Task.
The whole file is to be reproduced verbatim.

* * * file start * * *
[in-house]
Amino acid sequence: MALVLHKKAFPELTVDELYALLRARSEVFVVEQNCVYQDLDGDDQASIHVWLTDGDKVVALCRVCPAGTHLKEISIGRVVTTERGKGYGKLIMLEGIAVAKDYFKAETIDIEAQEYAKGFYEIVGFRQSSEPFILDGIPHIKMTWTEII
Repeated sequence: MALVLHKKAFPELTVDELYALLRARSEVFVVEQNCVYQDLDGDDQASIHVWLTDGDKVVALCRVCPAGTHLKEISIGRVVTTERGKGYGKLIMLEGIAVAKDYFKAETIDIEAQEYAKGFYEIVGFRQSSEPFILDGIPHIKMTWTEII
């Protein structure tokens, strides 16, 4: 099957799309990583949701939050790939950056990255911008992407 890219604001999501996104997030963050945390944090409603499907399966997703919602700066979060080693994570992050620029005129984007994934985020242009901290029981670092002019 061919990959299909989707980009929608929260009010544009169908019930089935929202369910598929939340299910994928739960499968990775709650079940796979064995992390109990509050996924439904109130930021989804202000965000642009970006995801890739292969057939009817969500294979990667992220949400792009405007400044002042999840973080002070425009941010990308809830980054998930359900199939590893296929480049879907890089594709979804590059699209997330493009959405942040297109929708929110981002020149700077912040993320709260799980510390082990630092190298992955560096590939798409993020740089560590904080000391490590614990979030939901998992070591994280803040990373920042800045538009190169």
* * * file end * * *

[in-house]
Amino acid sequence: MALVLHKKAFPELTVDELYALLRARSEVFVVEQNCVYQDLDGDDQASIHVWLTDGDKVVALCRVCPAGTHLKEISIGRVVTTERGKGYGKLIMLEGIAVAKDYFKAETIDIEAQEYAKGFYEIVGFRQSSEPFILDGIPHIKMTWTEII
Repeated sequence: MALVLHKKAFPELTVDELYALLRARSEVFVVEQNCVYQDLDGDDQASIHVWLTDGDKVVALCRVCPAGTHLKEISIGRVVTTERGKGYGKLIMLEGIAVAKDYFKAETIDIEAQEYAKGFYEIVGFRQSSEPFILDGIPHIKMTWTEII
């Protein structure tokens, strides 16, 4: 099957799309990583949701939050790939950056990255911008992407 890219604001999501996104997030963050945390944090409603499907399966997703919602700066979060080693994570992050620029005129984007994934985020242009901290029981670092002019 061919990959299909989707980009929608929260009010544009169908019930089935929202369910598929939340299910994928739960499968990775709650079940796979064995992390109990509050996924439904109130930021989804202000965000642009970006995801890739292969057939009817969500294979990667992220949400792009405007400044002042999840973080002070425009941010990308809830980054998930359900199939590893296929480049879907890089594709979804590059699209997330493009959405942040297109929708929110981002020149700077912040993320709260799980510390082990630092190298992955560096590939798409993020740089560590904080000391490590614990979030939901998992070591994280803040990373920042800045538009190169």